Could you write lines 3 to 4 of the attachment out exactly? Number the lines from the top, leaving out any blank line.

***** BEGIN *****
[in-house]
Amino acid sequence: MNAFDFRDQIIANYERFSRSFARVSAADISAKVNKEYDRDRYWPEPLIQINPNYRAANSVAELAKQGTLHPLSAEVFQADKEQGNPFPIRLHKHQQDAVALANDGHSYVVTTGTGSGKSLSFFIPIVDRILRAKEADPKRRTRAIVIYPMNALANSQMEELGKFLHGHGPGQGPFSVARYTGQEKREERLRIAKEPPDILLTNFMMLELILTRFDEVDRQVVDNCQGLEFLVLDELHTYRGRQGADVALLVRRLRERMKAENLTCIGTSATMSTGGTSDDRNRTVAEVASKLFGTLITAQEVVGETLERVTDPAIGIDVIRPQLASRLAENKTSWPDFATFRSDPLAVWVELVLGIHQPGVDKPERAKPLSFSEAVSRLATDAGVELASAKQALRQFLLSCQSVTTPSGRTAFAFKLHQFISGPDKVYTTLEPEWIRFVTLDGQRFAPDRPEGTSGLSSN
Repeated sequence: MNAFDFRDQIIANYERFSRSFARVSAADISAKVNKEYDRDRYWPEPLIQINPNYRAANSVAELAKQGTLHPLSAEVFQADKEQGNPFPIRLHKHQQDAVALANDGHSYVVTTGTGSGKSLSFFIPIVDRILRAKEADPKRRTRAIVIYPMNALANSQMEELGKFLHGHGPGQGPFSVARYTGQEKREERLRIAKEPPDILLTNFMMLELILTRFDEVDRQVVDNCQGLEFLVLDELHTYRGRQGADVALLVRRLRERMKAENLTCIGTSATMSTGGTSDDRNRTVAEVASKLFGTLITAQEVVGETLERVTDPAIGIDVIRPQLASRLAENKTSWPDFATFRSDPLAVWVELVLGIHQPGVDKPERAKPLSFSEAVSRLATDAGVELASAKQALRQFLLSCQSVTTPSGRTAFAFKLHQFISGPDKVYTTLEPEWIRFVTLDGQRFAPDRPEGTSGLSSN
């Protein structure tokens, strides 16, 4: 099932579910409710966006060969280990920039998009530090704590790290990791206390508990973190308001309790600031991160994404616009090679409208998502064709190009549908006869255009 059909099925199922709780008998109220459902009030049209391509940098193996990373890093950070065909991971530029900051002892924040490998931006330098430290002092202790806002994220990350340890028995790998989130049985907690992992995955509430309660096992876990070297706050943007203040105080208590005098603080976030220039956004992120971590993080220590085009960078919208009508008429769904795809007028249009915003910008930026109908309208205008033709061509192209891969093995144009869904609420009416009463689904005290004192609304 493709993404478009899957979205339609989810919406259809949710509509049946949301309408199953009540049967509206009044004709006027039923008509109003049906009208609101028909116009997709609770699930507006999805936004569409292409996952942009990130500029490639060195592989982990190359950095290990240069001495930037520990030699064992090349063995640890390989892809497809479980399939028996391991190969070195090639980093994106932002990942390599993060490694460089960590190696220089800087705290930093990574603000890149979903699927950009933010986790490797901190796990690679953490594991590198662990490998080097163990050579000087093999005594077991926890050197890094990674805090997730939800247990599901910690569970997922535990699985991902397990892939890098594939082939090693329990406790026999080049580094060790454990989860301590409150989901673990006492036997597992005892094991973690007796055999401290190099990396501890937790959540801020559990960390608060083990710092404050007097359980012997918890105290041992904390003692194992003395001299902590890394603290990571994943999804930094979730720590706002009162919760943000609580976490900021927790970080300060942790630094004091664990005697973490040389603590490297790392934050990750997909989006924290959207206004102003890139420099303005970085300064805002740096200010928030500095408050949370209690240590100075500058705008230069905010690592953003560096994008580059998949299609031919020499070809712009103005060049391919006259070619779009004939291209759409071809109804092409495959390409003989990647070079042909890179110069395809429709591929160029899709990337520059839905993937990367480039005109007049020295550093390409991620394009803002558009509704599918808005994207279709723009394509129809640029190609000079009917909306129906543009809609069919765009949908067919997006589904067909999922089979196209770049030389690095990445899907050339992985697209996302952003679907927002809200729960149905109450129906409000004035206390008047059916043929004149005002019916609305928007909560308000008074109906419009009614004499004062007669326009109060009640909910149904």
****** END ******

Repeated sequence: MNAFDFRDQIIANYERFSRSFARVSAADISAKVNKEYDRDRYWPEPLIQINPNYRAANSVAELAKQGTLHPLSAEVFQADKEQGNPFPIRLHKHQQDAVALANDGHSYVVTTGTGSGKSLSFFIPIVDRILRAKEADPKRRTRAIVIYPMNALANSQMEELGKFLHGHGPGQGPFSVARYTGQEKREERLRIAKEPPDILLTNFMMLELILTRFDEVDRQVVDNCQGLEFLVLDELHTYRGRQGADVALLVRRLRERMKAENLTCIGTSATMSTGGTSDDRNRTVAEVASKLFGTLITAQEVVGETLERVTDPAIGIDVIRPQLASRLAENKTSWPDFATFRSDPLAVWVELVLGIHQPGVDKPERAKPLSFSEAVSRLATDAGVELASAKQALRQFLLSCQSVTTPSGRTAFAFKLHQFISGPDKVYTTLEPEWIRFVTLDGQRFAPDRPEGTSGLSSN
């Protein structure tokens, strides 16, 4: 099932579910409710966006060969280990920039998009530090704590790290990791206390508990973190308001309790600031991160994404616009090679409208998502064709190009549908006869255009 059909099925199922709780008998109220459902009030049209391509940098193996990373890093950070065909991971530029900051002892924040490998931006330098430290002092202790806002994220990350340890028995790998989130049985907690992992995955509430309660096992876990070297706050943007203040105080208590005098603080976030220039956004992120971590993080220590085009960078919208009508008429769904795809007028249009915003910008930026109908309208205008033709061509192209891969093995144009869904609420009416009463689904005290004192609304 493709993404478009899957979205339609989810919406259809949710509509049946949301309408199953009540049967509206009044004709006027039923008509109003049906009208609101028909116009997709609770699930507006999805936004569409292409996952942009990130500029490639060195592989982990190359950095290990240069001495930037520990030699064992090349063995640890390989892809497809479980399939028996391991190969070195090639980093994106932002990942390599993060490694460089960590190696220089800087705290930093990574603000890149979903699927950009933010986790490797901190796990690679953490594991590198662990490998080097163990050579000087093999005594077991926890050197890094990674805090997730939800247990599901910690569970997922535990699985991902397990892939890098594939082939090693329990406790026999080049580094060790454990989860301590409150989901673990006492036997597992005892094991973690007796055999401290190099990396501890937790959540801020559990960390608060083990710092404050007097359980012997918890105290041992904390003692194992003395001299902590890394603290990571994943999804930094979730720590706002009162919760943000609580976490900021927790970080300060942790630094004091664990005697973490040389603590490297790392934050990750997909989006924290959207206004102003890139420099303005970085300064805002740096200010928030500095408050949370209690240590100075500058705008230069905010690592953003560096994008580059998949299609031919020499070809712009103005060049391919006259070619779009004939291209759409071809109804092409495959390409003989990647070079042909890179110069395809429709591929160029899709990337520059839905993937990367480039005109007049020295550093390409991620394009803002558009509704599918808005994207279709723009394509129809640029190609000079009917909306129906543009809609069919765009949908067919997006589904067909999922089979196209770049030389690095990445899907050339992985697209996302952003679907927002809200729960149905109450129906409000004035206390008047059916043929004149005002019916609305928007909560308000008074109906419009009614004499004062007669326009109060009640909910149904």